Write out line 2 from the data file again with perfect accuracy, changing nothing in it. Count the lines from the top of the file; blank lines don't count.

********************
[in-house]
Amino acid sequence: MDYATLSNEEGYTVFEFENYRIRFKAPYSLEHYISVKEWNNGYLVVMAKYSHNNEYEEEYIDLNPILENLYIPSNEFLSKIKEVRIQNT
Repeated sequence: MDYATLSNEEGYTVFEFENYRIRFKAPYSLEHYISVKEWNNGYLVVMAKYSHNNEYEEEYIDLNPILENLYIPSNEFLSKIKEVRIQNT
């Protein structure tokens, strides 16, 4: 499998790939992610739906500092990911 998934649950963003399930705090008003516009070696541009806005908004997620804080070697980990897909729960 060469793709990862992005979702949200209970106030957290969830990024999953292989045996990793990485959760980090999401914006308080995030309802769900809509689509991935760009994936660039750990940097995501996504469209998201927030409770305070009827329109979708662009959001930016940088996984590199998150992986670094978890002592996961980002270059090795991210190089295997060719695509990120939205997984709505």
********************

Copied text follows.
Amino acid sequence: MDYATLSNEEGYTVFEFENYRIRFKAPYSLEHYISVKEWNNGYLVVMAKYSHNNEYEEEYIDLNPILENLYIPSNEFLSKIKEVRIQNT